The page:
Basalt rock column discovered below Norwegian Sea

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GEOLOGISTS have discovered a spectacular column of prehistoric basalt rock two miles below the surface of the Norwegian Sea in the North Atlantic.

The remarkable discovery of the 100 metre thick seam of columnar basalt - similar to the formations at the Giant’s Causeway in Northern Ireland and the Hebridean island of Staffa - was made during oil industry surveys last summer off the Norwegian coast. But details of the discovery have only now been made public by the Norwegian Petroleum Directorate.

The basalt rock column is explored by the remotely operated vehicle. Picture: Complimentary

The basalt rock column is explored by the remotely operated vehicle. Picture: Complimentary

The column was filmed by a remotely operated vehicle (ROV) launched from the survey vessel Seabed Worker on the Gjallar Ridge at depths of up to 2900 metres. The Norwegian Sea is located between the North Sea and the Greenland Sea and joins the North Atlantic to the west of the Barents Sea.

Robert Williams, a palaeontologist with the Norwegian Petroleum Directorate, said: “We knew there was basalt in the Norwegian Sea – but we were still surprised when we found 100-metre thick columnar basalt underneath the extrusive basalt which covers large areas in the western Norwegian Sea.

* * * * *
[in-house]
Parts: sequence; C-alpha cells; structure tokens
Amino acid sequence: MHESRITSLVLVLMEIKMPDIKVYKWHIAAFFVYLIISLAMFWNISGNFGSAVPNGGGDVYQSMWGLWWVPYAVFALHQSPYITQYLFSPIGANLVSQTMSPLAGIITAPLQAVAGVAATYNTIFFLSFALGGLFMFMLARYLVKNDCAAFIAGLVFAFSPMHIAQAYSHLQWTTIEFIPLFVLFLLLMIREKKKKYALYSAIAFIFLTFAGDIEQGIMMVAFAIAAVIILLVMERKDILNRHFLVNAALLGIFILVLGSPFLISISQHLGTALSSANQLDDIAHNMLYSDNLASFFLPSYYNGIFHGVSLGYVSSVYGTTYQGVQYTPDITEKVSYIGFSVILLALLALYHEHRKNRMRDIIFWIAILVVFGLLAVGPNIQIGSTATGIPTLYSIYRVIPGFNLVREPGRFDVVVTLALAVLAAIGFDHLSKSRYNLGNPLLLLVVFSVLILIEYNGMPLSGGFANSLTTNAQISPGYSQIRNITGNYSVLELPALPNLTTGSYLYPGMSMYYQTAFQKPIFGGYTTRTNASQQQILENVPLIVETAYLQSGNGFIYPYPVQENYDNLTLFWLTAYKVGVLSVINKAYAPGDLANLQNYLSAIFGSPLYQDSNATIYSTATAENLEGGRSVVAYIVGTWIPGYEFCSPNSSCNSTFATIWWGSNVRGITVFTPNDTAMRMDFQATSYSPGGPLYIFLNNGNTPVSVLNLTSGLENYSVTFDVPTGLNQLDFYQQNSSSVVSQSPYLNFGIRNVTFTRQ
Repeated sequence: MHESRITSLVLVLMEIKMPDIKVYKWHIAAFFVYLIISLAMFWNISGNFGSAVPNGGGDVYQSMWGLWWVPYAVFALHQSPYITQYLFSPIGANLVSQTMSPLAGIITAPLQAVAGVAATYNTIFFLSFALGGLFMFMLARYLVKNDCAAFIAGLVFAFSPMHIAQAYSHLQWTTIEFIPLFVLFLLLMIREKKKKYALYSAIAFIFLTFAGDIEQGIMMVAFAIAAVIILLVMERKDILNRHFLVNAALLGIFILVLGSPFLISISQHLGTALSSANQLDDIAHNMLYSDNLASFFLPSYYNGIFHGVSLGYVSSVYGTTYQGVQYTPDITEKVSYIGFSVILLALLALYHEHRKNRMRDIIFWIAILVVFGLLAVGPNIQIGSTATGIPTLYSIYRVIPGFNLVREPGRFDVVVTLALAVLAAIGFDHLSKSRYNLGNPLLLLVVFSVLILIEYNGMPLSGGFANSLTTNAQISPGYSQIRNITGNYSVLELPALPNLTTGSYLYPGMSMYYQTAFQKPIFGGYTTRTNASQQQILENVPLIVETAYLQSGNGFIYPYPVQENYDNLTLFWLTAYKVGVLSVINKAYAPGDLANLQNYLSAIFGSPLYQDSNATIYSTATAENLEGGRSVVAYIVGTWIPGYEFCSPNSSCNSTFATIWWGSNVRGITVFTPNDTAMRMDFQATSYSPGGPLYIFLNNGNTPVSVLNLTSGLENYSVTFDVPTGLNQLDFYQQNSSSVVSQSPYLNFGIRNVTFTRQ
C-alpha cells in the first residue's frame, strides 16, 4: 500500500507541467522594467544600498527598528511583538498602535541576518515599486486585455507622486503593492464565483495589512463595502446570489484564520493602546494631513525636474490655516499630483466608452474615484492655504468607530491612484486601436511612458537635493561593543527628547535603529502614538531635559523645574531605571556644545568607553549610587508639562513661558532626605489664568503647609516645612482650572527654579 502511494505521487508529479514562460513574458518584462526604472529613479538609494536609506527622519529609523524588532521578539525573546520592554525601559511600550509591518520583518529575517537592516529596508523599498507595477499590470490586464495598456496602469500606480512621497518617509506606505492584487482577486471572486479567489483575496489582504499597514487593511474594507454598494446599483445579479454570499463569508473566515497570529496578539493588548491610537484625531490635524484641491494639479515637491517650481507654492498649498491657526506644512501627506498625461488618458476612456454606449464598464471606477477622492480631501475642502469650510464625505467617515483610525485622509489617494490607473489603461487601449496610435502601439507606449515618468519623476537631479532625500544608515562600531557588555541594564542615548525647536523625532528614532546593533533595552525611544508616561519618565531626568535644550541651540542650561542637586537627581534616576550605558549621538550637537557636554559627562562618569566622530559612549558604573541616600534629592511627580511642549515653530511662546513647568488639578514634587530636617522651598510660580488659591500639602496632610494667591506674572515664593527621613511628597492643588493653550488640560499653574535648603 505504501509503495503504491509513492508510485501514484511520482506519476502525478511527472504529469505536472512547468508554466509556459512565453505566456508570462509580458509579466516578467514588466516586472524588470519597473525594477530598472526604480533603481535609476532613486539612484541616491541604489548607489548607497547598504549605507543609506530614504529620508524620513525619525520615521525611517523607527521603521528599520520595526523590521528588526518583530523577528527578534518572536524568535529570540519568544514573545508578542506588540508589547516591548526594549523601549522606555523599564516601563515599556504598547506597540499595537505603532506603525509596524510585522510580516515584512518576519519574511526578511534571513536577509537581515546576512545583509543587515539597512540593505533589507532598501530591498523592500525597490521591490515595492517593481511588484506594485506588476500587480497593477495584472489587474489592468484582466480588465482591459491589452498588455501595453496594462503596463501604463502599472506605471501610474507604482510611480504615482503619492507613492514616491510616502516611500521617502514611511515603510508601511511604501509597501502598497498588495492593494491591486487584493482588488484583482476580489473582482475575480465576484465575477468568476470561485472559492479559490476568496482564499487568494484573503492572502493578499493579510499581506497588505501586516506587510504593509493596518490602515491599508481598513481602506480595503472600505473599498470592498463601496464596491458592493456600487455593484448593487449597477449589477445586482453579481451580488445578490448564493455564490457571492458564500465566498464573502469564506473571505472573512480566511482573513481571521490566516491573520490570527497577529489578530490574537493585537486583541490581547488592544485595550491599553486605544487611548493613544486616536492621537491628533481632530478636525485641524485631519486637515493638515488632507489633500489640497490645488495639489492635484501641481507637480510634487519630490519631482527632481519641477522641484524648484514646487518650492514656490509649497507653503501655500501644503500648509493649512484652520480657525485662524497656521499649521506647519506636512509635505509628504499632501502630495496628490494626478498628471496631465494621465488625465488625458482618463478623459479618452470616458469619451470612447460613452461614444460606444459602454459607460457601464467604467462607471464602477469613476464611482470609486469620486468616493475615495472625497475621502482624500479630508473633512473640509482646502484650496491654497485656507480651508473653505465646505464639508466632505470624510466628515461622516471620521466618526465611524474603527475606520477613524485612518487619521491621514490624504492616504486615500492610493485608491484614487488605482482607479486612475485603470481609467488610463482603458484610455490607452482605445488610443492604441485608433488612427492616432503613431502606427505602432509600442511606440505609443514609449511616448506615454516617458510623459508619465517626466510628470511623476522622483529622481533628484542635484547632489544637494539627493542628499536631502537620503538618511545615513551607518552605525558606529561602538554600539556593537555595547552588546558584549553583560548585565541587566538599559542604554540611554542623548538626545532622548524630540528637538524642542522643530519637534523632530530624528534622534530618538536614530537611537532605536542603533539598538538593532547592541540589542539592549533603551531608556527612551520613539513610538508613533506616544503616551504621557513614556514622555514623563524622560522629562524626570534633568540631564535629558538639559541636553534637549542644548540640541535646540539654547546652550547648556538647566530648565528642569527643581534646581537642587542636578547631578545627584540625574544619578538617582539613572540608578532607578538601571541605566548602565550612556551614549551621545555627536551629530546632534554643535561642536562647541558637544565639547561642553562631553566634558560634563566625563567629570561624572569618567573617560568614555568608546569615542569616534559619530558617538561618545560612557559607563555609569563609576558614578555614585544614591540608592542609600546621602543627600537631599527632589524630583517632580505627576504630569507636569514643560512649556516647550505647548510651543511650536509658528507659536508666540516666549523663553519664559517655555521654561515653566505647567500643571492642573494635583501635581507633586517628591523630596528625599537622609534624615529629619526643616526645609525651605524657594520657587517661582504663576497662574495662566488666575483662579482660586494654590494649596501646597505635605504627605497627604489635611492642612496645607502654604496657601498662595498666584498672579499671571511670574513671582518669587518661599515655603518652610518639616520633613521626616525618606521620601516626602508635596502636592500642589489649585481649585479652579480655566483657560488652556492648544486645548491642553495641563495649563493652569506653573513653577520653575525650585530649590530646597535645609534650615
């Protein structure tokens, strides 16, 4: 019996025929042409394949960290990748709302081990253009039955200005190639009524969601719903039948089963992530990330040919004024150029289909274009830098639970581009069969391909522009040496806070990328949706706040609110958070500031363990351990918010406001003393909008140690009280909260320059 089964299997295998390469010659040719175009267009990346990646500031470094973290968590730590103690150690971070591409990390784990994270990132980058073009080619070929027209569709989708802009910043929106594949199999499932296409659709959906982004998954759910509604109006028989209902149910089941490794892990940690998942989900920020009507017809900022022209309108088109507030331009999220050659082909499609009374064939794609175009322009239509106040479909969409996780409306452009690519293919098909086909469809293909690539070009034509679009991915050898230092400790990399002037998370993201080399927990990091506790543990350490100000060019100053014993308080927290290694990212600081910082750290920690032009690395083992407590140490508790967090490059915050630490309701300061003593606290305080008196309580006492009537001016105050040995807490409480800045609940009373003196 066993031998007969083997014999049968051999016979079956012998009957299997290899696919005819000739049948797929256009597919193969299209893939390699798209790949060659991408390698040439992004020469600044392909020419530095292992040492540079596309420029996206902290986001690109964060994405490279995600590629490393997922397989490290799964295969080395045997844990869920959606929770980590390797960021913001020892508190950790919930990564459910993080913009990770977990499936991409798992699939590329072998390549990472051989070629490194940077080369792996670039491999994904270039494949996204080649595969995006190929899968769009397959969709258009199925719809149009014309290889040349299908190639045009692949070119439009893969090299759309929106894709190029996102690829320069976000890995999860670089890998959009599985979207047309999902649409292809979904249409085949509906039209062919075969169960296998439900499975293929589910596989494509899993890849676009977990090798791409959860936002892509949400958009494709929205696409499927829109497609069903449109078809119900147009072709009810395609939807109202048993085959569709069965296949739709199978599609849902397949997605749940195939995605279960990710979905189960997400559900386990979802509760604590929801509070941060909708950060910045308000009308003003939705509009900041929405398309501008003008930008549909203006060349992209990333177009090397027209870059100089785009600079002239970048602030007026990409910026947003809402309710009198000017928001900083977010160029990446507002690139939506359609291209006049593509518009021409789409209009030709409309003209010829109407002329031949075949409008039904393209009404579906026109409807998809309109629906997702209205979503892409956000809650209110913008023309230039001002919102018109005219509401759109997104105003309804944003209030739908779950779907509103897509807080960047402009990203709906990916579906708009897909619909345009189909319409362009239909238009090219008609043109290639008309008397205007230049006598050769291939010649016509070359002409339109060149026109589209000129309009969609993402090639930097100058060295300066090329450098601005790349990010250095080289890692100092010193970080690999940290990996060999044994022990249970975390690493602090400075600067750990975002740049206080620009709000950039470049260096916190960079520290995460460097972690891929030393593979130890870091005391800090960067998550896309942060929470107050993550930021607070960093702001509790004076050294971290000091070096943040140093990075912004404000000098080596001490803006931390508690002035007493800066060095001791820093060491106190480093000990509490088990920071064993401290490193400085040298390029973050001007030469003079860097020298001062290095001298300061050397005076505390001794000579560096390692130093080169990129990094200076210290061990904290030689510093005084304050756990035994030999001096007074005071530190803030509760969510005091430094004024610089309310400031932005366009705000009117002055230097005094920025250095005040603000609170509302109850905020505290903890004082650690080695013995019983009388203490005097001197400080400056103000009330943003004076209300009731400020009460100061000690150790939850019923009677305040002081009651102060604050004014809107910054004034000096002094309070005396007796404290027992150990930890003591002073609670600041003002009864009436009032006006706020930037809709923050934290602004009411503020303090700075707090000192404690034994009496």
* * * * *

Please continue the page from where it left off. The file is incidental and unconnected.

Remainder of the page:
“We took samples from the southern extension on the Gjallar Ridge, at depths from 2200 to 2900 metres, and from Vøringsutstikkeren, at depths from 2800 to 3550 metres.”

Her said the survey had found the columnar basalt in the south-western part of the Gjallar Ridge in the western Norwegian Sea. It was similar to the columns found at the Giant’s Causeway in Northern Ireland and the Devil’s Tower in America.

The columns, he explained, were created early in the formation of the North Atlantic 56 million years ago when lava penetrated the surrounding sedimentary mudstone and then cooled, forming columnar basalt. “The sedimentary rocks were not impacted significantly by the heat from the volcanic incident,” he said.

Mr Williams added: “The examined areas are characterised by steep terrain and deep water. They are relatively unexplored, and this is the first time this area has been filmed.”

A Norwegian Petroleum Inspectorate spokesman said: “Samples were taken with an ROV fitted with a chain saw. The chain saw is actually intended for the concrete industry, but works excellently in deep waters. The sedimentary material is being analysed for fossil micro plankton by Robert Williams at the Norwegian Petroleum Directorate. Geochemical samples, test analyses and dating of columnar basalt will be handled by the University of Bergen. The results are expected to be ready this spring, and will then be published.”